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Are Cash Flows Better Stock Return Predictors than Profits?

46 Pages Posted: 28 Jul 2014 Last revised: 25 May 2017

Stephen R. Foerster

University of Western Ontario - Richard Ivey School of Business

John Tsagarelis

Primes Corporation

Grant Wang

Highstreet Asset Management

Date Written: January 5, 2017

Abstract

Although various income statement–based measures predict the cross section of stock returns, direct method cash flow measures have even stronger predictive power. We transform indirect method cash flow statements into disaggregated and more direct estimates of cash flows from operations and other sources and form portfolios on the basis of these measures. Stocks in the highest-cash-flow decile outperform those in the lowest by over 10% annually (risk adjusted). Our results are robust to investment horizons and across risk factors and sector controls. We also show that, in addition to operating cash flow information, cash taxes and capital expenditures provide incremental predictive power.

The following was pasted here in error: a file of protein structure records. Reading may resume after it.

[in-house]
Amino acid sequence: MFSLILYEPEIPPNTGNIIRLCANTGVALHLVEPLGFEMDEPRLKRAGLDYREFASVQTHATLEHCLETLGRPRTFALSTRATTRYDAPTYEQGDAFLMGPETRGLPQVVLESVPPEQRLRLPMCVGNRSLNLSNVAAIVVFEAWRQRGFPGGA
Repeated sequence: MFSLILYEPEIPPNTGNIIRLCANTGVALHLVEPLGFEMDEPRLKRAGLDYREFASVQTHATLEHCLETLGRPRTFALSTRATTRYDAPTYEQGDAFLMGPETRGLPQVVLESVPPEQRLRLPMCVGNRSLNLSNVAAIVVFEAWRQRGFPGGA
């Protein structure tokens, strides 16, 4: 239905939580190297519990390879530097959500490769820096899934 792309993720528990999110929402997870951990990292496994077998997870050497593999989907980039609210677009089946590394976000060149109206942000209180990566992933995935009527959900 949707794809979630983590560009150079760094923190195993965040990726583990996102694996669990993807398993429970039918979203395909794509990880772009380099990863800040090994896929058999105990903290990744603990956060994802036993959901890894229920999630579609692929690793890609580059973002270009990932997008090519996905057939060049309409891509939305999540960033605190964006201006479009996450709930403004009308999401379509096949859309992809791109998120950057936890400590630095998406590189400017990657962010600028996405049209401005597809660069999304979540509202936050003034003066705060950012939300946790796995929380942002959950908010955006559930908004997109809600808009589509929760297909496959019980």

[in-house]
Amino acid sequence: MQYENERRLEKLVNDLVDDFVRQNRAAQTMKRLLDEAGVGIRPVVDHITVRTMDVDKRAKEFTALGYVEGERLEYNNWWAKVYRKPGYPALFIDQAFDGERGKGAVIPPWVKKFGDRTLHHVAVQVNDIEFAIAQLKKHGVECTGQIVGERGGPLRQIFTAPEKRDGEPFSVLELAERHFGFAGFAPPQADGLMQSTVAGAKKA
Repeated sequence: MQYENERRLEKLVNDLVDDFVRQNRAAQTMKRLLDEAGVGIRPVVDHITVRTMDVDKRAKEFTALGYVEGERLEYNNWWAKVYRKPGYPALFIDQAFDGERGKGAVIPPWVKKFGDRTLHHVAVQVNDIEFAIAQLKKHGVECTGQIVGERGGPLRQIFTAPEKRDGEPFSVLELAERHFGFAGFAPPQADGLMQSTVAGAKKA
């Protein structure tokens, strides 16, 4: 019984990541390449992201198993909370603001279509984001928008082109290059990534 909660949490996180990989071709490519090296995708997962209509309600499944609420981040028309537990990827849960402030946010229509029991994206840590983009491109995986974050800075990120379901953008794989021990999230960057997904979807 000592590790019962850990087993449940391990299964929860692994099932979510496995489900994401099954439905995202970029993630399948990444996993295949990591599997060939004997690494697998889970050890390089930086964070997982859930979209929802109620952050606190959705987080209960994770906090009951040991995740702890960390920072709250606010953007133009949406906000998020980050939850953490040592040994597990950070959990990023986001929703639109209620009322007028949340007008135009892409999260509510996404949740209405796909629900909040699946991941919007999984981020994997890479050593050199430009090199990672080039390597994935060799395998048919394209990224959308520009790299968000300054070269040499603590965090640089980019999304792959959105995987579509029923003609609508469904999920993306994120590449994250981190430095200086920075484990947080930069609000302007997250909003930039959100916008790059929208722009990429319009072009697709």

Keywords: direct cash flow method, cash flows, profitability, stock return predictability, free cash flow yields, cash flow return on invested capital

JEL Classification: G10, G14

Suggested Citation

Foerster , Stephen R. and Tsagarelis, John and Wang, Grant, Are Cash Flows Better Stock Return Predictors than Profits? (January 5, 2017). Financial Analysts Journal, Forthcoming. Available at SSRN: https://ssrn.com/abstract=2472571 or http://dx.doi.org/10.2139/ssrn.2472571

Stephen Foerster (Contact Author)

University of Western Ontario - Richard Ivey School of Business ( email )

1255 Western Road
London, Ontario N6G 0N1
Canada
519-661-3726 (Phone)
519-661-3485 (Fax)

John Tsagarelis

Primes Corporation ( email )

United States

Grant Wang

Highstreet Asset Management ( email )

244 Pall Mall Street
London, Ontario N6A 5P6
Canada

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